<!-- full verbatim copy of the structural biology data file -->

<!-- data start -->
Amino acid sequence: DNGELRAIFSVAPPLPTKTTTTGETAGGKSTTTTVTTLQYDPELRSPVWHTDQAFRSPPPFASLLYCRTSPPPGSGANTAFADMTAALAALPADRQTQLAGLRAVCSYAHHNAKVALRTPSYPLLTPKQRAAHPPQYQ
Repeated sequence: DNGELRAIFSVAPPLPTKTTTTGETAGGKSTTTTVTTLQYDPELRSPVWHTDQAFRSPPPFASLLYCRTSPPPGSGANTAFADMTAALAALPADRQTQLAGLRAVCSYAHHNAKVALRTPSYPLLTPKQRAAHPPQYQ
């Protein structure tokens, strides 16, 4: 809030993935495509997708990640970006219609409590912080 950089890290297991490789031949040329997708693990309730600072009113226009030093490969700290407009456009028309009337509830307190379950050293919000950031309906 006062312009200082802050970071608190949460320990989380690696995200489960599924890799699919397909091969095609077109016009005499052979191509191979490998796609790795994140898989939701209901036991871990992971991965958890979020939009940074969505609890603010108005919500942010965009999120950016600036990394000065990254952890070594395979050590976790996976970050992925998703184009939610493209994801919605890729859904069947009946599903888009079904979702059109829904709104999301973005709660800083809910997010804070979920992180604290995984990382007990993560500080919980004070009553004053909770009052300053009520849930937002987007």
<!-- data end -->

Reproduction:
Amino acid sequence: DNGELRAIFSVAPPLPTKTTTTGETAGGKSTTTTVTTLQYDPELRSPVWHTDQAFRSPPPFASLLYCRTSPPPGSGANTAFADMTAALAALPADRQTQLAGLRAVCSYAHHNAKVALRTPSYPLLTPKQRAAHPPQYQ
Repeated sequence: DNGELRAIFSVAPPLPTKTTTTGETAGGKSTTTTVTTLQYDPELRSPVWHTDQAFRSPPPFASLLYCRTSPPPGSGANTAFADMTAALAALPADRQTQLAGLRAVCSYAHHNAKVALRTPSYPLLTPKQRAAHPPQYQ
């Protein structure tokens, strides 16, 4: 809030993935495509997708990640970006219609409590912080 950089890290297991490789031949040329997708693990309730600072009113226009030093490969700290407009456009028309009337509830307190379950050293919000950031309906 006062312009200082802050970071608190949460320990989380690696995200489960599924890799699919397909091969095609077109016009005499052979191509191979490998796609790795994140898989939701209901036991871990992971991965958890979020939009940074969505609890603010108005919500942010965009999120950016600036990394000065990254952890070594395979050590976790996976970050992925998703184009939610493209994801919605890729859904069947009946599903888009079904979702059109829904709104999301973005709660800083809910997010804070979920992180604290995984990382007990993560500080919980004070009553004053909770009052300053009520849930937002987007």